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Tuesday, September 22, 2020

Veterinary Medicine Researchers Develop New Method To Improve Food Safety

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Derek Nester
Derek Nester was born and raised in Blue Rapids, and graduated from Valley Heights High School in May of 2000. He attended Cowley College in Arkansas City and Johnson County Community College in Overland Park studying Journalism & Media Communications.After stops at KFRM and KCLY radio in Clay Center, he joined KNDY in 2002 as a board operator and play by play announcer. Derek is now responsible for the digital content of Dierking Communications, Inc. six radio stations.In 2005 Derek joined the staff of KCFX radio in Kansas City as a production coordinator for the Kansas City Chiefs Radio Network, which airs on over 94 radio stations across 12 Midwest states and growing. In 2018 he became the Studio Coordinator at the Cumulus Kansas City broadcast center for Kansas City Chiefs Football.

MANHATTAN — Faculty members from the Kansas State University College of Veterinary Medicine have developed a faster, more efficient method of detecting Shiga toxin-producingE. coli,orSTEC,in ground beef, which often causes recalls of ground beef and vegetables.

“The traditional gold standard STEC detection, which requires bacterial isolation and characterization, is not amenable to high-throughput settings and often requires a week to obtain a definitive result,” said Jianfa Bai, section head of molecular research and development in the Kansas State Veterinary Diagnostic Laboratory.

The new method developed by Bai and colleagues requires only a day to obtain confirmatory results using a Kansas State University-patented method with the partition-based multichannel digital polymerase chain reaction system.

“We believe the new digital polymerase chain reaction detection method developed in this study will be widely used in food safety and inspection services for the rapid detection and confirmation of STEC and other foodborne pathogens,” said Jamie Henningson, director of the Kansas State Veterinary Diagnostic Laboratory.

When ingested through foods such as ground beef and vegetables, STEC can cause illnesses with symptoms including abdominal pain and diarrhea. Some illnesses caused by STEC may lead to kidney failure and can be life-threatening.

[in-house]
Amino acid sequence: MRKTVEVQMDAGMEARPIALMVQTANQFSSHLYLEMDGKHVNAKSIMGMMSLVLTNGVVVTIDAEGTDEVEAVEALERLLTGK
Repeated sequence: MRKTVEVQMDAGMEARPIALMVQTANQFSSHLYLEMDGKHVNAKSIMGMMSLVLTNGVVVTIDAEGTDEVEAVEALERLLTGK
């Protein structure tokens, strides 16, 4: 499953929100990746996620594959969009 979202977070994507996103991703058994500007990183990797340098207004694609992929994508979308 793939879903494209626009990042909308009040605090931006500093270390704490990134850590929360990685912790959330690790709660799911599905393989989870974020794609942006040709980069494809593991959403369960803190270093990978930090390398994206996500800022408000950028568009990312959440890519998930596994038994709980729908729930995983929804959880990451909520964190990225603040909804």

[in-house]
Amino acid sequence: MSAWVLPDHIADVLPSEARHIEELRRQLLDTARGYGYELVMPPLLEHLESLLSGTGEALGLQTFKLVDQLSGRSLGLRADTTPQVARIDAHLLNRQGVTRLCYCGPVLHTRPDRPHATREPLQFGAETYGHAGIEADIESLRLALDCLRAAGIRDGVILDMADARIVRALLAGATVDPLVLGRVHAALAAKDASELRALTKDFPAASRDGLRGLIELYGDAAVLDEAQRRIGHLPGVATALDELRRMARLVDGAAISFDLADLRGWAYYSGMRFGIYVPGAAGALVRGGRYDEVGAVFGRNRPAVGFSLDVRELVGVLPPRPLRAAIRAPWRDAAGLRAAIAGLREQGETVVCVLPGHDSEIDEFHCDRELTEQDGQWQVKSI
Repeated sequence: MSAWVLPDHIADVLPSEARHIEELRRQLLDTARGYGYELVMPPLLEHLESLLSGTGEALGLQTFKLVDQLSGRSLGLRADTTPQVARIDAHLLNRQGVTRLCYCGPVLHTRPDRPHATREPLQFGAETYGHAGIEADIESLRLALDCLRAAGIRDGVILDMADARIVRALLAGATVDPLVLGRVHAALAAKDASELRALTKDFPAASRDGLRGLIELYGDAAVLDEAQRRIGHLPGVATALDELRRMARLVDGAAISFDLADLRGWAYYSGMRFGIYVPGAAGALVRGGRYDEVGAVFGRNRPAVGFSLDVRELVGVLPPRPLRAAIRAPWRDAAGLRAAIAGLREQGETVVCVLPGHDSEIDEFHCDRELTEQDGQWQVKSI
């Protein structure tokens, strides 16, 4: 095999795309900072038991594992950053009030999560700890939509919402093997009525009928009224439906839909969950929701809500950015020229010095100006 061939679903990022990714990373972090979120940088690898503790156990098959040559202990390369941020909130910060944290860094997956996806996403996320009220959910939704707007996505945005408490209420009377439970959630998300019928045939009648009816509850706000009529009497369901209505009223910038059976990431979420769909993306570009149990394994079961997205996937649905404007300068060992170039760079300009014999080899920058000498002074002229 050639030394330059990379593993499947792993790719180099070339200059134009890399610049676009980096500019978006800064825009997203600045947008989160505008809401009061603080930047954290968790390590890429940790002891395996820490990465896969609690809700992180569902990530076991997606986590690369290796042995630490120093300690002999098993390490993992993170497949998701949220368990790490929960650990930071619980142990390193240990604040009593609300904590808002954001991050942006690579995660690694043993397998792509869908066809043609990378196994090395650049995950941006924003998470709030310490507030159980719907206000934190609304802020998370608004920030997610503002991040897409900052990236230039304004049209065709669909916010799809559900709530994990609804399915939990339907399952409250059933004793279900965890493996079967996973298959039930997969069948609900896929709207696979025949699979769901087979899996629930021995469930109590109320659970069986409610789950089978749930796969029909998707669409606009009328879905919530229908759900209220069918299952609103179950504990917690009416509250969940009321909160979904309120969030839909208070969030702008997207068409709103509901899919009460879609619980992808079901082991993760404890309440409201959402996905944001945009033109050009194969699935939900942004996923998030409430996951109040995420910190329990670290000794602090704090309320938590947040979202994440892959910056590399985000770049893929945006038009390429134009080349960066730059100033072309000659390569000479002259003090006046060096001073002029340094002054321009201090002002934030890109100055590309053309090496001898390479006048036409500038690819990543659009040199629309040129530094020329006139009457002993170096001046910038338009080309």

“Some E. coli strains do not produce Shiga toxins and thus do not affect human health as much,” said Xuming Liu, research assistant professor. “Because cattle feces and ground beef can contain harmless or less pathogenic E. coli along with STEC, the most commonly used polymerase chain reaction cannot identify pathogenic E. coli strains in a complex sample matrix.”

The new digital polymerase chain reaction test was developed for research and food safety inspections that require shorter turnaround and high throughput, without sacrificing detection accuracy.

“While the current, commonly used testing method is considered to be the gold standard, it is tedious and requires many days to obtain results that adequately differentiate the bacteria,” said Gary Anderson, director of the International Animal Health and Food Safety Institute at the K-State Olathe campus.

The study “Single cell-based digital PCR detection and association of Shiga toxin-producing E. coli serogroups and major virulence genes,” which describes the test design and results, was published in the Journal of Clinical Microbiology.

Funding for this study was provided by the Kansas State Veterinary Diagnostic Laboratory with no extramural funding used. The digital polymerase chain reaction technology for co-detection and association of multiple genes is covered by U.S. Patent No. 10,233,505 assigned to the Kansas State University Research Foundation with the principal investigators Bai, Liu and Anderson.

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